BY KERRY MURTHA
Monsignor McClancy Memorial High School will break ground on a $2 million state-of-the-art sports complex this months, thanks to the largesse of Stephen Squeri, a school alum and CEO of American Express.
“This facility will be one of a kind in Queens, no other school will have one like it,” said president Nicholas Melito, a 1976 graduate who taught global students at the high school and served as the varsity baseball coach before taking the helm last year.
The complex will encompass three blocks of the East Elmhurst campus, according to Melito, and include new artificial turf baseball and softball fields, soccer field, running track, and a separate section for field events. The new addition will add to McClancy’s rich athletic tradition. The school’s love of sports prompted the Alumni and Athletic Departments to create its own Hall of Fame in 1996.
The high school’s roster now includes around 90 students, coaches and others who contributed to the success of McClancy’s athletic programs throughout the years. But the new facility will host more than sporting events, Melito stressed.
“It will be used for physical education classes as well, benefiting the entire study body,” he said.
The project, scheduled to begin this summer and be completed by October, will be fully funded by Stephen Squeri, a 1977 alumnus who played high school basketball during his time at the school.
“The truth is, he and I spoke about this once in the past and Steve was intrigued by the idea and it was something he wanted to do,” said Melito, a friend of Squeri’s for more than 50 years.
The corporate businessman has a reputation for giving back. He’s been on the Board of Directors at McClancy for the past 10 years and he’s served on the Board of Trustees at Manhattan College, where he earned a Bachelor’s Degree in accounting and computer science and later an M.B.A. in Finance. During Squeri’s time on the high school board, he’s assisted the administration in fundraising and implementing a master strategic plan.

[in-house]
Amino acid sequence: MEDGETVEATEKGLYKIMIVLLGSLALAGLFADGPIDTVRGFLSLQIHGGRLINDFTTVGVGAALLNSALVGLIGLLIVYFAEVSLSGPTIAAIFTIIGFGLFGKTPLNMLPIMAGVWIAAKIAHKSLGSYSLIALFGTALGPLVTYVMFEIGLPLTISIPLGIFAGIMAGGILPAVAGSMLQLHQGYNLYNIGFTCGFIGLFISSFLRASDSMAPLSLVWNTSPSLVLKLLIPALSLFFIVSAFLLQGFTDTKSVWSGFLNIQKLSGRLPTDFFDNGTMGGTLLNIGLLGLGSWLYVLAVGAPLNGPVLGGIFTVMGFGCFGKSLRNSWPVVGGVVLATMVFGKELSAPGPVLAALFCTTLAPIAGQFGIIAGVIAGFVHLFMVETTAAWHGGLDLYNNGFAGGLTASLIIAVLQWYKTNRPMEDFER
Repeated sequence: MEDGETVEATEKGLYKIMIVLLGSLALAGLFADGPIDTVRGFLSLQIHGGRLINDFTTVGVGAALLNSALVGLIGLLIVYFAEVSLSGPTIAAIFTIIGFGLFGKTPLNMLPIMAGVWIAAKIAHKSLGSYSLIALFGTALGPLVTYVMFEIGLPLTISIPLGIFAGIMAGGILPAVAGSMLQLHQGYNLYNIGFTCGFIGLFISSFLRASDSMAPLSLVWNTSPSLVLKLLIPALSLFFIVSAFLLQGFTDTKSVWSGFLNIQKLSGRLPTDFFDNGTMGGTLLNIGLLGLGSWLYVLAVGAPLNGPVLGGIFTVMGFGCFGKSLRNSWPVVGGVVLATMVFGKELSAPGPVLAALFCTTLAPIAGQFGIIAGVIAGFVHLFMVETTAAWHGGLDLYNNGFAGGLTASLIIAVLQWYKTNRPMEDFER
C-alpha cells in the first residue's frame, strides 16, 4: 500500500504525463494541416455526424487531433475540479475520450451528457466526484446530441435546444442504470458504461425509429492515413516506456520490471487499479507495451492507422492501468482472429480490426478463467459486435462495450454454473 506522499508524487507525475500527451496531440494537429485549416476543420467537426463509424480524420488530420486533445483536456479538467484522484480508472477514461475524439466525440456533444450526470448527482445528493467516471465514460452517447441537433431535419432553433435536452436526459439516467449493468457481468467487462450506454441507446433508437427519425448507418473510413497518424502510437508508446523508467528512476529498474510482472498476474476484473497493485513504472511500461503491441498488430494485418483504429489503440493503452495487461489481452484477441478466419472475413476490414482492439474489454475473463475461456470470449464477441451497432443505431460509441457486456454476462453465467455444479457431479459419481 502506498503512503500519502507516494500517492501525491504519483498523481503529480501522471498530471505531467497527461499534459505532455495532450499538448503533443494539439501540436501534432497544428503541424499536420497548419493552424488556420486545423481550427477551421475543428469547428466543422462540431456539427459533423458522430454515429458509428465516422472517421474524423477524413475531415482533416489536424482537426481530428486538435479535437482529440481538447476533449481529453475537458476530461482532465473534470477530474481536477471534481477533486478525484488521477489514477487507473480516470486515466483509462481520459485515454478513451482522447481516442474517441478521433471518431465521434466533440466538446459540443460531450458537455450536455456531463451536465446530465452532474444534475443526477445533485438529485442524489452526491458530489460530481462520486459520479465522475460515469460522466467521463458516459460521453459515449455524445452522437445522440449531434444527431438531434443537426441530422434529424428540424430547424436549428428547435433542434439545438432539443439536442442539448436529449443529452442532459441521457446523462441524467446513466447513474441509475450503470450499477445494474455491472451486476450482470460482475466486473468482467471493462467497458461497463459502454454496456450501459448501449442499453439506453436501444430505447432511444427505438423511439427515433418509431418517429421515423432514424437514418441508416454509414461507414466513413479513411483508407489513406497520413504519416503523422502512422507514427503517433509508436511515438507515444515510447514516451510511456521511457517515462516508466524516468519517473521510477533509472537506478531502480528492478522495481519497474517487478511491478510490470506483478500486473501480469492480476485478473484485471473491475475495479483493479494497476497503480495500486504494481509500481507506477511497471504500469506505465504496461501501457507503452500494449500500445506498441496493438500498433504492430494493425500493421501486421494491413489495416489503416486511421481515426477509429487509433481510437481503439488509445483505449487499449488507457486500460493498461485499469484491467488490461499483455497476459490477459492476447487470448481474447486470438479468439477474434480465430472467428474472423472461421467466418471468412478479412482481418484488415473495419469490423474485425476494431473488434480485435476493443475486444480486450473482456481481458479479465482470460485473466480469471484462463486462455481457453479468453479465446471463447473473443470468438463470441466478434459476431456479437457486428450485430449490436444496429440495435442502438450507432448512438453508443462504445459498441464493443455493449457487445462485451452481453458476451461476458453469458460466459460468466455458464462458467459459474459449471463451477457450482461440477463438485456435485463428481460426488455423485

“Our first priority was the infrastructure of the main building, then upgrading the classrooms with the latest technology,” he noted. “We then focused on the labs, media center, music room and art room, student center and gym. The last piece of the puzzle was the biggest piece – the sports facility.”
Three years ago, McClancy renamed its student center in honor of Squeri’s parents, Lorraine and Joseph, after he donated funds to revamp the space.
“His generosity and caring about his high school has been long-standing,” Melito added.
He never forgot the education he received and the Brothers of the Sacred Heart who taught him. When you talk to him he’s just a kid from Astoria, yet he’s so successful and runs a major corporation.” Squeri said his McClancy education laid the foundation for his future achievements.
“When I look back at my experience at McClancy, I truly believe it had a huge impact on my ability to be successful in life and in business,” he said. “It is important to me that kids who grow up in the same community I did have the same chance at success that I did.”